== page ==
Dear Mothers

My 13-year-old devoured his breakfast, carried his plate to the sink and said, “You’re welcome.” I looked around to see who he was talking to. I was the only person left sitting in the room. I was the one who just made him pancakes. Why was he passive aggressively demanding a thank-you from me? “I put my plate in the sink for you,” he said. Pour Moi? Oh honey, you didn’t put that plate in the sink for me. You did it because it was your dirty plate. Does my name tag say Benson? After a brief lecture he washed that plate.
This encounter inspired me to write an open letter to mothers worldwide. Well, except those living in countries where women aren’t even allowed to show skin. You have a whole other battle to fight. I was sweating today wearing a t-shirt. I would die in a Burka. Is it too much to ask for a little brisk air in October? I live in New York State. If I wanted frizzy hair year round I would move to Orlando. Autumn is usually peri menopausal- friendly. What the hell is happening? To quote a friend, “We’ll tell our grandkids: In my day fall was for sippin’ hot cocoa not skipping over hot lava.” Anyway, here is my letter to mothers everywhere. Fingers crossed that Sinead O’Connor responds.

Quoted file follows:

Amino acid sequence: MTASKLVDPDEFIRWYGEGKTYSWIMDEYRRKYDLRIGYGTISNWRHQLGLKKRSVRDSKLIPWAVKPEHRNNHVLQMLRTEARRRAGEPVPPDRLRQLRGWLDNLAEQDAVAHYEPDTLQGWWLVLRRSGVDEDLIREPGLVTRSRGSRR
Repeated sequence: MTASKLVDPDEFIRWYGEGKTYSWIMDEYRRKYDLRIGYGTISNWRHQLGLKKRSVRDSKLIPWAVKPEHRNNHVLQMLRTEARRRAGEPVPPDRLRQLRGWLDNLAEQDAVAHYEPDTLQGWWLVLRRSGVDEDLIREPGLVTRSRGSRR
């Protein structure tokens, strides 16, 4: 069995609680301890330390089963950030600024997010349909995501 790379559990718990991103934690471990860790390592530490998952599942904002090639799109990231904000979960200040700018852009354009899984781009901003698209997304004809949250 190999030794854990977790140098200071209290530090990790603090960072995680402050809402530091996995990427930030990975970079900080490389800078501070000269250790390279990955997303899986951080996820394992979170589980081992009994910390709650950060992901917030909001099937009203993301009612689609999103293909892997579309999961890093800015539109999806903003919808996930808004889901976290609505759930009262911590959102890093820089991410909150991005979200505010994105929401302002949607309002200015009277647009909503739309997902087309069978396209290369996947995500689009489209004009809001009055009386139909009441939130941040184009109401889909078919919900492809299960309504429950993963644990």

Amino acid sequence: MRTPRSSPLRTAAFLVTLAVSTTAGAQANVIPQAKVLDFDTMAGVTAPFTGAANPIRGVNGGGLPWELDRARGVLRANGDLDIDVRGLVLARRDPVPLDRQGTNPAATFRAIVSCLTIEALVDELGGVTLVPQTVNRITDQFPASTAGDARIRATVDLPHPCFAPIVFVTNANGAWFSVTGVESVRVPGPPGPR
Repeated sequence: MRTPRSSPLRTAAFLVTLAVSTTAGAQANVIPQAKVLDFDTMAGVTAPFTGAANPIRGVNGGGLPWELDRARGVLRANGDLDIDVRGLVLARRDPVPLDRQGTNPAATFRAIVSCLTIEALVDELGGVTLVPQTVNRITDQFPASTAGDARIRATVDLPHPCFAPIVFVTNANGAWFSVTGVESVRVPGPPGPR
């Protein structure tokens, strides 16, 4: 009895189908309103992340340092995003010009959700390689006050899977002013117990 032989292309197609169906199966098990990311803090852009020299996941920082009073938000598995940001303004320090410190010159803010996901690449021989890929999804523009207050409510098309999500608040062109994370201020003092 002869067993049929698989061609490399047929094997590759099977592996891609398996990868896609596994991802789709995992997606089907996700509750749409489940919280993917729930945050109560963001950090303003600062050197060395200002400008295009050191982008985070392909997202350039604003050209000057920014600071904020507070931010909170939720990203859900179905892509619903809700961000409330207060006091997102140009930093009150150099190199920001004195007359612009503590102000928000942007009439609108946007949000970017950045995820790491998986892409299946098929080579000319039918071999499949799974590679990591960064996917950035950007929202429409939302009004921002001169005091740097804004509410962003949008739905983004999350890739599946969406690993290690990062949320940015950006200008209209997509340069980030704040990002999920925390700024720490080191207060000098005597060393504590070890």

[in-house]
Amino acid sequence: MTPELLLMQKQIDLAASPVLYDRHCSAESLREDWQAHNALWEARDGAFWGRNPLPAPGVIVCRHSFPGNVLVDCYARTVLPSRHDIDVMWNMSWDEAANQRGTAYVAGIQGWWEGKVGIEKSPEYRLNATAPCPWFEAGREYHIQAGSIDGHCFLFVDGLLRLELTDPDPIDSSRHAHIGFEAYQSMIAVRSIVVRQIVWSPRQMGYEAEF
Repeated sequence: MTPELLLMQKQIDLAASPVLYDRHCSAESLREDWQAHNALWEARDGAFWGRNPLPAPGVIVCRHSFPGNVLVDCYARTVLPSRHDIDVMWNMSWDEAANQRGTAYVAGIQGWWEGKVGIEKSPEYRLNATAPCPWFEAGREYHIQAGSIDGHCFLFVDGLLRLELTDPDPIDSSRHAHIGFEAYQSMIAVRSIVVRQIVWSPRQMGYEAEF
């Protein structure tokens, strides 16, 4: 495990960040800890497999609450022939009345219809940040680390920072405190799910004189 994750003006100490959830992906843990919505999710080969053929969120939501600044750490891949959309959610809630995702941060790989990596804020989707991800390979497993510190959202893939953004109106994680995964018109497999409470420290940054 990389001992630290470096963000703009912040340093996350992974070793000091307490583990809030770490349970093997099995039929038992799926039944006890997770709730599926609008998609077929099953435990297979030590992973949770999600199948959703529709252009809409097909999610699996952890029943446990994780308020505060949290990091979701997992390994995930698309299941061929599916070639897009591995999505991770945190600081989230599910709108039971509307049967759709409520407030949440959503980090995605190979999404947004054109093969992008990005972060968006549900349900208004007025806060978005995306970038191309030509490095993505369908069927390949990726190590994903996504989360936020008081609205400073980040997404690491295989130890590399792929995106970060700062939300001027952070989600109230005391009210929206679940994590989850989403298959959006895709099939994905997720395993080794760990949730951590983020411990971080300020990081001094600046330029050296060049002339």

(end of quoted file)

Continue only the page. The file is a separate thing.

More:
Dear Mother,

Please teach your son to change a toilet paper roll. There is nothing worse than going to the bathroom only to discover there is no paper to wipe. No woman should ever have to shuffle across a room, muscles tightened, to get a new roll. While you’re at it, show your son the difference between a decoration and a toiletry. Which one of these is photographed in a Pottery Barn catalog? A vase, candle holder or bottle of Right Guard? Deodorant, mouthwash, toothpaste, etc. may be returned to the appropriate drawer after each use. Force your son to put his dirty socks in a clothes hamper. It is in their nature to do the complete opposite. They will want to take off a pair of filthy socks and throw them to the ground. Without your guidance he will step over the dirty socks in the morning as if invisible. It is your mission to train him. Teach your son how to do laundry, dishes and vacuum. If you do everything for him now the hussy woman he marries will suffer. Do you really want your future daughter-in-law to go through this, too? The tramp woman who steals marries your son deserves better.

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One Response to Dear Mothers

  1. Judith Benson says:

    Love

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